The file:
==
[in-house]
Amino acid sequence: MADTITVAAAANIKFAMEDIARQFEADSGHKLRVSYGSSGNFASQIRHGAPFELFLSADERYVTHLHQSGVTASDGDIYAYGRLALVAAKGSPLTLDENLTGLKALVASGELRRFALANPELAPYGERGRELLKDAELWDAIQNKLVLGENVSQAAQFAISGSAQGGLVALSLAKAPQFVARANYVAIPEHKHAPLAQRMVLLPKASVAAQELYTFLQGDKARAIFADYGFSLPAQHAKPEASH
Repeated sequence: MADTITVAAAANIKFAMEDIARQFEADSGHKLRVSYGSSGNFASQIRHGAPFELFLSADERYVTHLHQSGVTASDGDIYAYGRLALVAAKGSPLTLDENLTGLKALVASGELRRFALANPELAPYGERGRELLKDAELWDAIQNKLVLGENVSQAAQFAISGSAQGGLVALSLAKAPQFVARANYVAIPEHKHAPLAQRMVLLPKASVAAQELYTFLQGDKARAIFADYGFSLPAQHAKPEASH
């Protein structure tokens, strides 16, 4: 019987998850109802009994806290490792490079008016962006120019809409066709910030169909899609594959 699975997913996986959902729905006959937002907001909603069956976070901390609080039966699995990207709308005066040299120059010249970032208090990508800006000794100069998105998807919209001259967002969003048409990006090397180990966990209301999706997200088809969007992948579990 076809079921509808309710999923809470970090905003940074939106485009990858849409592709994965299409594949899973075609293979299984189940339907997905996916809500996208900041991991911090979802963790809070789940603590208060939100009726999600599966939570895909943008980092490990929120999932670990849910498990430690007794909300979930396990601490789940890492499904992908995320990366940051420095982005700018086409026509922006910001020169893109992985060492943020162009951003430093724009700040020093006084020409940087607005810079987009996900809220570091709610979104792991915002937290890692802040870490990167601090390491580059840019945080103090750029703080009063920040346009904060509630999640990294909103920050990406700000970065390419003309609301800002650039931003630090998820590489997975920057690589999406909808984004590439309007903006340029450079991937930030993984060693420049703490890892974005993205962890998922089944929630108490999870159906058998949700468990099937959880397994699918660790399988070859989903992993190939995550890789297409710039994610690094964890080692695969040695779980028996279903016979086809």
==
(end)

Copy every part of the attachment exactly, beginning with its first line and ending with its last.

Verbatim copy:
[in-house]
Amino acid sequence: MADTITVAAAANIKFAMEDIARQFEADSGHKLRVSYGSSGNFASQIRHGAPFELFLSADERYVTHLHQSGVTASDGDIYAYGRLALVAAKGSPLTLDENLTGLKALVASGELRRFALANPELAPYGERGRELLKDAELWDAIQNKLVLGENVSQAAQFAISGSAQGGLVALSLAKAPQFVARANYVAIPEHKHAPLAQRMVLLPKASVAAQELYTFLQGDKARAIFADYGFSLPAQHAKPEASH
Repeated sequence: MADTITVAAAANIKFAMEDIARQFEADSGHKLRVSYGSSGNFASQIRHGAPFELFLSADERYVTHLHQSGVTASDGDIYAYGRLALVAAKGSPLTLDENLTGLKALVASGELRRFALANPELAPYGERGRELLKDAELWDAIQNKLVLGENVSQAAQFAISGSAQGGLVALSLAKAPQFVARANYVAIPEHKHAPLAQRMVLLPKASVAAQELYTFLQGDKARAIFADYGFSLPAQHAKPEASH
């Protein structure tokens, strides 16, 4: 019987998850109802009994806290490792490079008016962006120019809409066709910030169909899609594959 699975997913996986959902729905006959937002907001909603069956976070901390609080039966699995990207709308005066040299120059010249970032208090990508800006000794100069998105998807919209001259967002969003048409990006090397180990966990209301999706997200088809969007992948579990 076809079921509808309710999923809470970090905003940074939106485009990858849409592709994965299409594949899973075609293979299984189940339907997905996916809500996208900041991991911090979802963790809070789940603590208060939100009726999600599966939570895909943008980092490990929120999932670990849910498990430690007794909300979930396990601490789940890492499904992908995320990366940051420095982005700018086409026509922006910001020169893109992985060492943020162009951003430093724009700040020093006084020409940087607005810079987009996900809220570091709610979104792991915002937290890692802040870490990167601090390491580059840019945080103090750029703080009063920040346009904060509630999640990294909103920050990406700000970065390419003309609301800002650039931003630090998820590489997975920057690589999406909808984004590439309007903006340029450079991937930030993984060693420049703490890892974005993205962890998922089944929630108490999870159906058998949700468990099937959880397994699918660790399988070859989903992993190939995550890789297409710039994610690094964890080692695969040695779980028996279903016979086809």